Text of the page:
Of course not. The chance of having a grandmother that can't fly is far higher than of having a living grandfather that can't fly.
This is for two reasons: Fewer female pilots, and women living longer than men.

The way to fix this is to obtain a pilot's license and fight for increasing the lifespan of men. Then you can feel offended.

Re:Offensive (1)

guyminuslife (1349809) | about 4 years ago | (#34360914)

Well, could your grandmother land it?

Re:Offensive (1)

peragrin (659227) | about 4 years ago | (#34361038)

Yes she could.

Seeing as thee super secret plane carries no human passengers. pretty much any grandmother could push the button that is labeled, return home.

It is even red.

Re:Black and White (1)

onionman (975962) | about 4 years ago | (#34360322)

I wonder if there is some subtle psychological reasoning behind painting the NASA X-34 white and the military X-37B a shining Darth Vader helmet black....

At first I thought, "oh, to make it harder to see with a telescope," but then I RTFA and noticed that amateur astronomers have been tracking the thing in orbit, so I guess the paint job is just to make it look cool. Really, though, if I were in charge of a super secret space plane, I'd want it to look cool, too.

Re:Black and White (2, Interesting)

MichaelSmith (789609) | about 4 years ago | (#34360358)

I wonder if there is some subtle psychological reasoning behind painting the NASA X-34 white and the military X-37B a shining Darth Vader helmet black....

At first I thought, "oh, to make it harder to see with a telescope," but then I RTFA and noticed that amateur astronomers have been tracking the thing in orbit, so I guess the paint job is just to make it look cool. Really, though, if I were in charge of a super secret space plane, I'd want it to look cool, too.

Black surfaces radiate more heat than other surfaces [answers.com] so it is better for a heat shield to be black.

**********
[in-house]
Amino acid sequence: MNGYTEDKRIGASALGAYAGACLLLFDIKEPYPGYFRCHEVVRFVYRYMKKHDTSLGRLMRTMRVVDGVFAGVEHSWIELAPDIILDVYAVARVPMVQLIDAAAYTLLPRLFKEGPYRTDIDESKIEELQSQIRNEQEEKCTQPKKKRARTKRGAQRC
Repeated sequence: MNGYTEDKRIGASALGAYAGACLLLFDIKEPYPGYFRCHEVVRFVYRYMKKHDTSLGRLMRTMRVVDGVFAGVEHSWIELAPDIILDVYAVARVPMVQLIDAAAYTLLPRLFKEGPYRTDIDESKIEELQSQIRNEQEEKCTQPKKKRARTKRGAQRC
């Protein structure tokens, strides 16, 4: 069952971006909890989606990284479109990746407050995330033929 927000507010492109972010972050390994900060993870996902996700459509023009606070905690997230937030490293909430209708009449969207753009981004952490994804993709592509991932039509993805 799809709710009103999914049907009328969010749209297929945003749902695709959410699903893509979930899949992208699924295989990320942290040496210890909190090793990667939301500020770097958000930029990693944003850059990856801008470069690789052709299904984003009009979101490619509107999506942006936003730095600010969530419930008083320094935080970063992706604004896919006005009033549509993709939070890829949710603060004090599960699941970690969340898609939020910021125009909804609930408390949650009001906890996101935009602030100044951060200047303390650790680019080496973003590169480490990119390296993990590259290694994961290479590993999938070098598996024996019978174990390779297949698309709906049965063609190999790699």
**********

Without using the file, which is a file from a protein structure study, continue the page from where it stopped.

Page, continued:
Re:Black and White (2, Informative)

pe1rxq (141710) | about 4 years ago | (#34360418)

Try reading before posting next time....

From your answer:

Emmisivity, or the ability of a black body to radiate or re-radiate in some cases, is highly dependent on many variables. Try re-asking the question.

Re:Black and White (0, Troll)

Atraxen (790188) | about 4 years ago | (#34360566)

Not only would I insist that this is an incorrect statement, that isn't what your link says at all.

Black items will ABSORB more light. When light (i.e. the energy contained in a photon) is absorbed by a molecule, there are a certain number of likely fates for this energy. Remember, 'what goes up, must come down' - an excited molecule will relax through one of these processes:
  - fluorescence or phosphorescence - the light comes out a different (and lower energy) color (these differ by how long they take to occur).
  - photochemistry - they react with something or break apart while excited. Bonds are made or broken.
  - vibrational energy (i.e. HEAT) is given to surrounding molecules.

The third (heat) is by far the most likely outcome, and occurs alongside the other two EVERY TIME! In other words, because it is black it ends up with MORE heat energy. It is not radiating more heat because it's black; it is getting more heat because it's black, which as a result means more heat is given off.

AND - a black satellite will overheat much faster,which goes directly against your logic.

There are a number of different tile types that are black: http://en.wikipedia.org/wiki/Space_Shuttle_thermal_protection_system [wikipedia.org] gives a nice rundown.

The only way that black would help dissipate heat is that when heated up, the blackbody photons they give off would yield a minor loss of heat energy (multiple small vibrational packets of energy put together to make a light photon, if you will...)

Re:Black and White (1, Interesting)

Anonymous Coward | about 4 years ago | (#34360630)

Black items may absorb more light, but they also can radiate heat more effectively. It's not mutually exclusive.

Re:Black and White (4, Informative)

arth1 (260657) | about 4 years ago | (#34360864)

Black items will ABSORB more light. When light (i.e. the energy contained in a photon) is absorbed by a molecule, there are a certain number of likely fates for this energy. Remember, 'what goes up, must come down'

Yes, remember that. Black items will absorb more light, and also radiate exactly that much more heat.
The perfect absorber is also the perfect transmitter. Anything else would be a violation of the first law of thermodynamics, and we can't go around breaking them laws, now can we?

Re:Black and White (3, Informative)

MichaelSmith (789609) | about 4 years ago | (#34361042)

Yes, remember that. Black items will absorb more light, and also radiate exactly that much more heat.

Yeah but for a heat shield some heat comes from conduction and that is the same regardless of the albedo of the surface.